Q: DEAR FATHER JOE: I’d like to invite my “lost sheep” family members back into the crèche. How can I invite them back to the Church at the holidays and moving forward?
A: What a great question — it can be such a difficult thing to invite someone into practicing the faith without coming across as self-righteous or as somehow a bit “off.” A big part of the process of bringing someone back is to start with the recognition of a couple of points.
First, remember that what you are desiring is holy; it’s good. Sometimes, what we desire isn’t so good, isn’t so holy. You have in your heart a hunger to bring someone back into a communal practice of the faith and that is a blessing. You desire something good.
With that idea, I ask you to read this passage from Philippians 1:6: “He who started a good work in you will see it to completion on the day of Christ Jesus.” This good thing you desire? It came from God. He placed it in your heart and you can be confident that, however he uses you in this effort to bring someone back, he will be the one to see it to completion.
So, the last preparatory step in bringing someone back is to ask God to bless your efforts. Remember the words of the Book of Psalms, Chapter 127:1 “Unless the Lord builds the house, the builders labor in vain.” Your effort is inspired by God; now you are making sure it is strengthened and guided by him as well.
With this solid foundation of faith and prayer, you are ready to begin. To be clear, I’m going to offer you a few different ways to go about this: it doesn’t mean you have to follow it in this way — let God lead you. You may find that you mix and match these ideas or go in a totally different direction. Trust that you can follow his prompts well.
One good way to go about it is to be a bit more covert, frankly. If Mass is at 4:30, invite your friends to “Come to Mass and dinner with us.” It’s a bit less threatening to people if you make your invitation a social one. “Mass and dinner” can be a nice way to ease into the topic. This will serve as an invitation for them and a great blessing for you, as well. When they come to your house, make sure to pray before the meal. Make sure that your conversation is joyful and life-giving and that they walk away having had a lovely time.
Also, you can consider if they have hobbies or things that are a consistent part of their life that you can be a part of. Scriptures tell us that, when Jesus first met St. Peter, he got into Peter’s boat. It was only after he had been in Peter’s boat for a bit that he initiated a conversation/relationship with him. In the same way, you can “get into your friends’ boat.” Enter into their lives and bring the light and life of Christ with you. Go to their kids’ games, head off to bowl with them or whatever it is they enjoy doing.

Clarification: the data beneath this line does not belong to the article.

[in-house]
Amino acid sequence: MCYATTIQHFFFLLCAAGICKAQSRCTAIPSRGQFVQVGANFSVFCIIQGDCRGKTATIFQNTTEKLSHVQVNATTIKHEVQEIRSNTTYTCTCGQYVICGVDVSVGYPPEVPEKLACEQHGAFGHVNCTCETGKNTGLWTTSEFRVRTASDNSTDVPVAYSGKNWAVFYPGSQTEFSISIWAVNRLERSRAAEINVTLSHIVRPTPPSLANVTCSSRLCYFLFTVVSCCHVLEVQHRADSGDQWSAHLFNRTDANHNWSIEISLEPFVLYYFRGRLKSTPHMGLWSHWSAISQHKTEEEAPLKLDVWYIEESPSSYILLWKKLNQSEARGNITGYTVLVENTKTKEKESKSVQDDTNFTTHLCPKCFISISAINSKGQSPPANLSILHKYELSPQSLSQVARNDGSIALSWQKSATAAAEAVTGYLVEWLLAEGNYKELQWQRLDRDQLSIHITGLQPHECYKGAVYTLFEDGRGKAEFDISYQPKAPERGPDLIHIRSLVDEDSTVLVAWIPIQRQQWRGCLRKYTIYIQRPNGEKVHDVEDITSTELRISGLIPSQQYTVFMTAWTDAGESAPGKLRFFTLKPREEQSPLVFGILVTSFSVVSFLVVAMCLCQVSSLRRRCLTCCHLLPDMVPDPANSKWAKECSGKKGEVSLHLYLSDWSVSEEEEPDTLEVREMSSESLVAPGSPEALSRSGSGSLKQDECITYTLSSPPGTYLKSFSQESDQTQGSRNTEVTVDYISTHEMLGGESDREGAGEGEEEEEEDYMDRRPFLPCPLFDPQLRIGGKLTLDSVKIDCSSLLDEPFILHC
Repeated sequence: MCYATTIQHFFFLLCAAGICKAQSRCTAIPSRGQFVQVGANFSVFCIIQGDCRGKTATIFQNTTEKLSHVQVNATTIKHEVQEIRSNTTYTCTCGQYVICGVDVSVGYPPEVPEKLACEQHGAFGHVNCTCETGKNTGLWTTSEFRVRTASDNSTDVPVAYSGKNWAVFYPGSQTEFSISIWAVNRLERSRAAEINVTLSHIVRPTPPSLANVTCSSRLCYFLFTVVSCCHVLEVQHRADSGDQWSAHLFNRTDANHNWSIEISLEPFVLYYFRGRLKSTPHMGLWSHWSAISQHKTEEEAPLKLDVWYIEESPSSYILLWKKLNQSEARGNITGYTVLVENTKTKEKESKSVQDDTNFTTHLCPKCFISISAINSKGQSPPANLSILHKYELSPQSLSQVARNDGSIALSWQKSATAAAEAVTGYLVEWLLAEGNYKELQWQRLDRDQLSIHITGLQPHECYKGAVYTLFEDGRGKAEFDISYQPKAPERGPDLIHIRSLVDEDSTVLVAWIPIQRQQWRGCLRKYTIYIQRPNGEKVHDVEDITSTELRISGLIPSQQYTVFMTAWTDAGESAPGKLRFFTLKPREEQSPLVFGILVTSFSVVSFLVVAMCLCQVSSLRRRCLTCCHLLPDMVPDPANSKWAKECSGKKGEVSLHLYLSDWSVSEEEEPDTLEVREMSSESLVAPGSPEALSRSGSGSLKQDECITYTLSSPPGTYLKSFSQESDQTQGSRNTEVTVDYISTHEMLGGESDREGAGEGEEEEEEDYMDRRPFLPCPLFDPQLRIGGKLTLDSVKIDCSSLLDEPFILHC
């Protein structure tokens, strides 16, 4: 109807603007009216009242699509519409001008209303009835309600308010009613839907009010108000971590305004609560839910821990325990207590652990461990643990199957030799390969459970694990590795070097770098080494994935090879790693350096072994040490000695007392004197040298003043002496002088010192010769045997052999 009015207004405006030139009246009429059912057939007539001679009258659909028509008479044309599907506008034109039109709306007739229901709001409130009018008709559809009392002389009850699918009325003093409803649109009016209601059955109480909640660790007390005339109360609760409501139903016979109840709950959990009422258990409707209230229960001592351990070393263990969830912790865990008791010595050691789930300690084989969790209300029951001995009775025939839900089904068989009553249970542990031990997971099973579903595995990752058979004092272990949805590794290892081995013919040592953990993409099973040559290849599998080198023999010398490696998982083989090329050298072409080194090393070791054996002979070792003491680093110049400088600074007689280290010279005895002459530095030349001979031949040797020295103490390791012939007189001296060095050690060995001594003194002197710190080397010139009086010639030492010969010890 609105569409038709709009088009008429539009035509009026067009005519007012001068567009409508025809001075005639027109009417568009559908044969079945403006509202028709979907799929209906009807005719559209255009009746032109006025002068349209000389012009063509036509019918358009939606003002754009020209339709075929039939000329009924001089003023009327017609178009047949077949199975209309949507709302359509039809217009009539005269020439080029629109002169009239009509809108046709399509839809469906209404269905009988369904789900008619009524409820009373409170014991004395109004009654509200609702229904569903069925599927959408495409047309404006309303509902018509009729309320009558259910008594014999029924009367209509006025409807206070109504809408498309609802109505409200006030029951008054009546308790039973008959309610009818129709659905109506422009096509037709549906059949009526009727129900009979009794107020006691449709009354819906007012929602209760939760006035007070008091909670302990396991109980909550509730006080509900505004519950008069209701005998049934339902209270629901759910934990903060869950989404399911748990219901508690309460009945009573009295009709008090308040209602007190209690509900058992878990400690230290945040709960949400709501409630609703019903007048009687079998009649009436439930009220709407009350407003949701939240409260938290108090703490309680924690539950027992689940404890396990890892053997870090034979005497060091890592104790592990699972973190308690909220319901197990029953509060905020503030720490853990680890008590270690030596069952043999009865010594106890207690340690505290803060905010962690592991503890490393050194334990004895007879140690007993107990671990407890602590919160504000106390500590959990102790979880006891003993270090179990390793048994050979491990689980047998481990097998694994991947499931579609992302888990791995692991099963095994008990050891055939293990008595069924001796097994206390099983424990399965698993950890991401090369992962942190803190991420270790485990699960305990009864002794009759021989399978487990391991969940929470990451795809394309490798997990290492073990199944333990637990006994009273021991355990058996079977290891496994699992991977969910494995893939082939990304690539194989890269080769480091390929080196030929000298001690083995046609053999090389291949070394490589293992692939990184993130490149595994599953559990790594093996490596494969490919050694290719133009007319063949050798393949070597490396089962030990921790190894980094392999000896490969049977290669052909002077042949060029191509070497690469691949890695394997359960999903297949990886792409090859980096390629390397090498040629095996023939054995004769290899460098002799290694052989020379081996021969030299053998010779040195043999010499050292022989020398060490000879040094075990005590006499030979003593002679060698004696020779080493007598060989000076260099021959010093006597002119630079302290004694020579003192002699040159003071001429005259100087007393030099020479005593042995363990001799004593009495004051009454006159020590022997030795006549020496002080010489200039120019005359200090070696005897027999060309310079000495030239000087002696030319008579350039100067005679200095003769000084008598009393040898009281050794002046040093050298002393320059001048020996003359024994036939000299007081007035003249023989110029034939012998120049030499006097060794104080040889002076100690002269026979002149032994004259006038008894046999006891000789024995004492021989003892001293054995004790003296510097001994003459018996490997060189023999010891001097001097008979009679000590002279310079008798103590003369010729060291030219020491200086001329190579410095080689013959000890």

A lot of people in our culture are “doers.” As a general rule, people like to help. Is there a project at the church where people are asking for help? Maybe some table set ups or some church cleaning? Volunteer for it and ask your friend to help. Bring them in to see you and others volunteering. Prepare any of the volunteers who are there for the fact that there will be new people coming and that you want to make sure they are welcomed and loved in that volunteering.
Hopefully, at some point, they will begin a conversation about why you go to church or why you are connecting with them. This is your moment!
Before you speak, pray and ask God to lead you in your words. I like to tell people in this moment, “Share your why.” This is the time to share why you go to church, why it is important to you and how it has made your life better. Don’t worry about defending the Catholic faith. Don’t tell them how they are wrong or their church is wrong — share how Christ is present at the Mass!
I find it helpful if you practice what you are going to say. You are going to share your heart in this conversation and, if you are like me, it’s easy to get emotional or overly passionate. I know it sounds funny, but practice what you are going to say. Keep it simple, clear and personal.
These are just some ideas. The key is to get them there and let Christ do the work. Show them through your words and example how faith in Jesus has made your life better, has made you a better person.
A final point: Do not worry about results. Do not focus on whether your efforts are successful — focus on being faithful. I often remind myself of the fact that Jesus gave us a parable where he spoke about the kingdom of heaven as a sower sowing seeds. In the end, the sower was “successful” only about one in four times. Your goal is to let Christ use you to plant a seed in their hearts. Maybe you will see it grow, maybe someone else will.
May God bless our efforts to lead people to his glorious kingdom!
Enjoy another day in God’s presence.